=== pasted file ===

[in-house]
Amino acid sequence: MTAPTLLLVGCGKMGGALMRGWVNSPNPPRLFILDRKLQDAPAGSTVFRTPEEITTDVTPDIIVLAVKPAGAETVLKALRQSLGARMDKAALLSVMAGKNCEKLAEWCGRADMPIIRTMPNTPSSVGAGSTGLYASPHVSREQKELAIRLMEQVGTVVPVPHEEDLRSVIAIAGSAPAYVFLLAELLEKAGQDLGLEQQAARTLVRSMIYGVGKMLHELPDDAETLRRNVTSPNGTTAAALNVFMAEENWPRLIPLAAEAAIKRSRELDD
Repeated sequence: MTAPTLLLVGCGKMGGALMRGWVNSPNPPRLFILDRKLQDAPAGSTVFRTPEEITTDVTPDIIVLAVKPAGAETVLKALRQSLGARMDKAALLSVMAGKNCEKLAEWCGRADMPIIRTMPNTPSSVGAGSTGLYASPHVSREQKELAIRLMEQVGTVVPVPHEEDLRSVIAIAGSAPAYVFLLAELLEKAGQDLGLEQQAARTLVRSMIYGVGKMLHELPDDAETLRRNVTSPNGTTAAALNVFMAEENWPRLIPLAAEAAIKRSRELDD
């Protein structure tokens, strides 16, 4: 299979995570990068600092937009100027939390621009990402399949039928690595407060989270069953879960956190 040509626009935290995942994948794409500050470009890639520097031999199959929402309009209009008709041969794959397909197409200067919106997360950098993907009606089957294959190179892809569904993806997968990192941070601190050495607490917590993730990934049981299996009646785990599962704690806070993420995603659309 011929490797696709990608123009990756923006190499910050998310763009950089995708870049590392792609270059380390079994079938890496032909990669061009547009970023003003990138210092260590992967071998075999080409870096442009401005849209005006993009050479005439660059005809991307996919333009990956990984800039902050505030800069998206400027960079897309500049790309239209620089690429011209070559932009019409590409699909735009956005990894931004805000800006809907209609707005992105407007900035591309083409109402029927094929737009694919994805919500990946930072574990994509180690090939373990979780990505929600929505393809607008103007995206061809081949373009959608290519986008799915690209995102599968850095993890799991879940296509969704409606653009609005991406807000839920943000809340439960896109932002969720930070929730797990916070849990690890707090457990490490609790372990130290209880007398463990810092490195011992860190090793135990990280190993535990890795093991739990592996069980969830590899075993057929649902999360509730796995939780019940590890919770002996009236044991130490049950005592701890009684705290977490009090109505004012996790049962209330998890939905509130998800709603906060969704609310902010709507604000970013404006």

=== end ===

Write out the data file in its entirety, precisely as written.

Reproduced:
[in-house]
Amino acid sequence: MTAPTLLLVGCGKMGGALMRGWVNSPNPPRLFILDRKLQDAPAGSTVFRTPEEITTDVTPDIIVLAVKPAGAETVLKALRQSLGARMDKAALLSVMAGKNCEKLAEWCGRADMPIIRTMPNTPSSVGAGSTGLYASPHVSREQKELAIRLMEQVGTVVPVPHEEDLRSVIAIAGSAPAYVFLLAELLEKAGQDLGLEQQAARTLVRSMIYGVGKMLHELPDDAETLRRNVTSPNGTTAAALNVFMAEENWPRLIPLAAEAAIKRSRELDD
Repeated sequence: MTAPTLLLVGCGKMGGALMRGWVNSPNPPRLFILDRKLQDAPAGSTVFRTPEEITTDVTPDIIVLAVKPAGAETVLKALRQSLGARMDKAALLSVMAGKNCEKLAEWCGRADMPIIRTMPNTPSSVGAGSTGLYASPHVSREQKELAIRLMEQVGTVVPVPHEEDLRSVIAIAGSAPAYVFLLAELLEKAGQDLGLEQQAARTLVRSMIYGVGKMLHELPDDAETLRRNVTSPNGTTAAALNVFMAEENWPRLIPLAAEAAIKRSRELDD
């Protein structure tokens, strides 16, 4: 299979995570990068600092937009100027939390621009990402399949039928690595407060989270069953879960956190 040509626009935290995942994948794409500050470009890639520097031999199959929402309009209009008709041969794959397909197409200067919106997360950098993907009606089957294959190179892809569904993806997968990192941070601190050495607490917590993730990934049981299996009646785990599962704690806070993420995603659309 011929490797696709990608123009990756923006190499910050998310763009950089995708870049590392792609270059380390079994079938890496032909990669061009547009970023003003990138210092260590992967071998075999080409870096442009401005849209005006993009050479005439660059005809991307996919333009990956990984800039902050505030800069998206400027960079897309500049790309239209620089690429011209070559932009019409590409699909735009956005990894931004805000800006809907209609707005992105407007900035591309083409109402029927094929737009694919994805919500990946930072574990994509180690090939373990979780990505929600929505393809607008103007995206061809081949373009959608290519986008799915690209995102599968850095993890799991879940296509969704409606653009609005991406807000839920943000809340439960896109932002969720930070929730797990916070849990690890707090457990490490609790372990130290209880007398463990810092490195011992860190090793135990990280190993535990890795093991739990592996069980969830590899075993057929649902999360509730796995939780019940590890919770002996009236044991130490049950005592701890009684705290977490009090109505004012996790049962209330998890939905509130998800709603906060969704609310902010709507604000970013404006």